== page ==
Property from an American Private Collection
LARGE VERACRUZ FIGURE OF THE FIRE GOD, REMOJADAS LATE CLASSIC, CIRCA AD 550-950
Height: 21 ⅝ in (54.8 cm)
Robert and Marianne Huber, Dixon, Illinois
Wally and Brenda Zollman, Indianapolis, acquired prior to 1988
Ancient Art of the New World, New York
American Private Collection, acquired in 1997
Lee A. Parsons, John B. Carlson and Peter David Joralemon, The Face of Ancient America, The Wally and Brenda Zollman Collection of Precolumbian Art, Indianapolis, 1988, frontispiece and cat. no. 92
"Ancient Artwork", The Indianapolis Star, Arts and Leisure, December 4, 1988, illustrated
The Indianapolis Museum of Art, The Face of Ancient America: The Wally and Brenda Zollman Collection of Precolumbian Art, December 3, 1988-February 26, 1989
The University of Indiana Art Museum, Bloomington, June 13-September 10, 1989
The Old Fire God is one of the earliest deities who remains omnipotent from the Formative era till the early Postclassic. His Nahuatl name Huehueteotl literally translates to “old old God.” Indeed, Huehueheotl’s mythology associates him as being a primordial creator deity along with Ometecuhlti and Omecihuatl, the “mother and father” of the gods (Matthew H. Robb, Teotihuacan: City of Water, City of Fire, San Francisco, 2017, p. 144). “Branded” during the Classic period at Teotihuacan, the aged fire god is consistently depicted as a seated hunched figural brazier, with a flattened head that supports a large incensario bowl. His face is wrinkled and wizened, alluding back to his own etymology. Matthew H. Robb notes that “these sculptures suggest a centuries-old conceptual link between the hunched figure of the old man and the smoldering volcanoes surrounding the Valley of Mexico” (ibid.).
The connection between Huehueheotl and volcanic activity is further illustrated by volcanic stone being the most frequent medium for sculptural representations. Robb notes this depiction “focused the fiery power of the smoking mountains into a compact package, simultaneously reducing its fearsome potential to the frailty of old age and channeling its energy into the domestic hearth” (ibid, p. 145). While found in both public and domestic spaces of Teotihuacan, the function of the braziers was likely ceremonial and associated with ritual incense burning. Their ubiquity also perhaps served as a unifying symbol that was recognizable to inhabitants of the heterogeneous city.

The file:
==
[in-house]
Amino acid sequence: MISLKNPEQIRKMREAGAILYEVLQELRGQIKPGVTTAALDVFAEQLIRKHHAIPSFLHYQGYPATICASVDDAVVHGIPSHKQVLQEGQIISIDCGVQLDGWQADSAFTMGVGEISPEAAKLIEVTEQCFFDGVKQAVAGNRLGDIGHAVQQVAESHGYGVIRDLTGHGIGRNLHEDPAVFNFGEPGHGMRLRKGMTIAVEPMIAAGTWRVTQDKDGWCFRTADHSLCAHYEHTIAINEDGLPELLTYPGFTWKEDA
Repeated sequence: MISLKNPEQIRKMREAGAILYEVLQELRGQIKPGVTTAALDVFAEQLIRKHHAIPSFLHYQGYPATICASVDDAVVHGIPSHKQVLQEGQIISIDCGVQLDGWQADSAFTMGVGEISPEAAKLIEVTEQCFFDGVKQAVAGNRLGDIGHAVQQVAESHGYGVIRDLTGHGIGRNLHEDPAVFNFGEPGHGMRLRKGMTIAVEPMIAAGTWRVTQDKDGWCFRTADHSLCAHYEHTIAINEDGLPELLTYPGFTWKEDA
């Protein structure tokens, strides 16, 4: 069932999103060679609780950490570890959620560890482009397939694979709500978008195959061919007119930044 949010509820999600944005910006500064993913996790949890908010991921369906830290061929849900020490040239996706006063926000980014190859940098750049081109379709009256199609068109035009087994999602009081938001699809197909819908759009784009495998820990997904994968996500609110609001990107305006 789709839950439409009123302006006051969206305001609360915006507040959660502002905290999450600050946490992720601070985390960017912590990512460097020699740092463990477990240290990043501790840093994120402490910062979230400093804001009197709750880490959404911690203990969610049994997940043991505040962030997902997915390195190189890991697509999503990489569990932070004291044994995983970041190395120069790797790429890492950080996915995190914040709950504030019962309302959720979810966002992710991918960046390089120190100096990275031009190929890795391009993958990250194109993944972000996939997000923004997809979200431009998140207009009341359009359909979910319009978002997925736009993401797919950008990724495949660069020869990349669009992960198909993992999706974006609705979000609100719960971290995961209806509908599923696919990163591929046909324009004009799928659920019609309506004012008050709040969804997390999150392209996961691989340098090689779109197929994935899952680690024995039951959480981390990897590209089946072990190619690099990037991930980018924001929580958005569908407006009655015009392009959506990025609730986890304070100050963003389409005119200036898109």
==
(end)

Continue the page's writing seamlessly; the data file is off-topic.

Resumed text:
The present example presents a rare example of a large-scale depiction of Huehueheotl in ceramic, created by an artist working in Veracruz on the Gulf Coast in the Remojadas style. Large ceramic sculpture is a hallmark of Remojadas artistic production, which is a marked departure from the stone sculptures of the god that proliferate at Teotihuacan. The cultural exchange between the two geographical regions occurred due to Teotihuacan establishing control over small polities in Veracruz towards the end of the Early Classic Period (circa AD 400), which resulted in active trade routes. In addition to scale and medium, the formal treatment of this Old Fire God is also distinctly Remojadas. It has the buff clay paste color of Veracruz, rather than the orangeware of Teotihuacan. Also typical of the style is the gaunt, sensitively modeled sagging face as well as the depiction of intricate knots on the forehead and the detailing on the sandals, fingers and toes. The result is a figure imbued with a pathos and vitality that is lacking in the static renderings of Huehueteotl in Teotihuacan examples.
This sculpture was a central feature of the Wally and Brenda Zollman collection of Indianapolis. As noted in the catalogue to the exhibition entitled The Face of Ancient America, “the most celebrated counterpart” to this Huehueheotl was excavated by Matthew Stirling at the central Veracruz site of Cerro de las Mesas, now in the Mexican National Museum of Anthropology and Archaeology. While larger than this sculpture, it lacks its exquisite expressiveness so expertly rendered in his wizened face (Lee A. Parsons, John B. Carlson, Peter David Joralemon, The Face of Ancient America, The Wally and Brenda Zollman Collection of Precolumbian Art, Indianapolis, 1988, p. 140).